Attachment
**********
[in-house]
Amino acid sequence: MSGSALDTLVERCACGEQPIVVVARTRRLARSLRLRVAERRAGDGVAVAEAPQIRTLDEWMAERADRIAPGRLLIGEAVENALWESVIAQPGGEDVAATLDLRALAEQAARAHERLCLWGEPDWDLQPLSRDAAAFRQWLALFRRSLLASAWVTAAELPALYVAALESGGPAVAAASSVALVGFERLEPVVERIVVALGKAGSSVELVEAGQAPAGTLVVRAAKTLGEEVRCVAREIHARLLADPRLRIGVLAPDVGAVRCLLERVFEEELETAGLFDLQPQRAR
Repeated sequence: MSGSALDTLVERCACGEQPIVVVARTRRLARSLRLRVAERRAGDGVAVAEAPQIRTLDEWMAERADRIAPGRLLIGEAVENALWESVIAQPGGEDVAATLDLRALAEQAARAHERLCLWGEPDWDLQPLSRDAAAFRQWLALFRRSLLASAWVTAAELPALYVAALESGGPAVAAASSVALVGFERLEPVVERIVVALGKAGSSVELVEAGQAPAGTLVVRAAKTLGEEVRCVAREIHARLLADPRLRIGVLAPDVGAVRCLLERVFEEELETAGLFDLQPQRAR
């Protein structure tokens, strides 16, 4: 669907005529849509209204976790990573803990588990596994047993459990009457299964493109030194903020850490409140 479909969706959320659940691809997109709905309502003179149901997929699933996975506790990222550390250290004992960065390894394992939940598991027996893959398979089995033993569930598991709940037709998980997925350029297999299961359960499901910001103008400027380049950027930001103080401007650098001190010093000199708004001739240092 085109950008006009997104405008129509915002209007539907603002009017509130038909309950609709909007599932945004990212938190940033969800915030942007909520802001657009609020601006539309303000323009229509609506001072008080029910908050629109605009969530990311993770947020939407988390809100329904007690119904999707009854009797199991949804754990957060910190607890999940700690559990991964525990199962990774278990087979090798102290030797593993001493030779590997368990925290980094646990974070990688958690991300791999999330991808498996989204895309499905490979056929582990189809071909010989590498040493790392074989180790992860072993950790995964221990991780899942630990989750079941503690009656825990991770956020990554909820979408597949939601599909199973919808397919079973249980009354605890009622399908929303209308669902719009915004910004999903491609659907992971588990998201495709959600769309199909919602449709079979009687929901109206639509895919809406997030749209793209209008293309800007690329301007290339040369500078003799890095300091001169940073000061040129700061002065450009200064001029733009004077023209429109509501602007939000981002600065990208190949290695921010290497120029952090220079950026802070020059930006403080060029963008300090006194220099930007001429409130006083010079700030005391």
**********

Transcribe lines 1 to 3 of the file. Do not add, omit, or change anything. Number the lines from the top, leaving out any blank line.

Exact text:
[in-house]
Amino acid sequence: MSGSALDTLVERCACGEQPIVVVARTRRLARSLRLRVAERRAGDGVAVAEAPQIRTLDEWMAERADRIAPGRLLIGEAVENALWESVIAQPGGEDVAATLDLRALAEQAARAHERLCLWGEPDWDLQPLSRDAAAFRQWLALFRRSLLASAWVTAAELPALYVAALESGGPAVAAASSVALVGFERLEPVVERIVVALGKAGSSVELVEAGQAPAGTLVVRAAKTLGEEVRCVAREIHARLLADPRLRIGVLAPDVGAVRCLLERVFEEELETAGLFDLQPQRAR
Repeated sequence: MSGSALDTLVERCACGEQPIVVVARTRRLARSLRLRVAERRAGDGVAVAEAPQIRTLDEWMAERADRIAPGRLLIGEAVENALWESVIAQPGGEDVAATLDLRALAEQAARAHERLCLWGEPDWDLQPLSRDAAAFRQWLALFRRSLLASAWVTAAELPALYVAALESGGPAVAAASSVALVGFERLEPVVERIVVALGKAGSSVELVEAGQAPAGTLVVRAAKTLGEEVRCVAREIHARLLADPRLRIGVLAPDVGAVRCLLERVFEEELETAGLFDLQPQRAR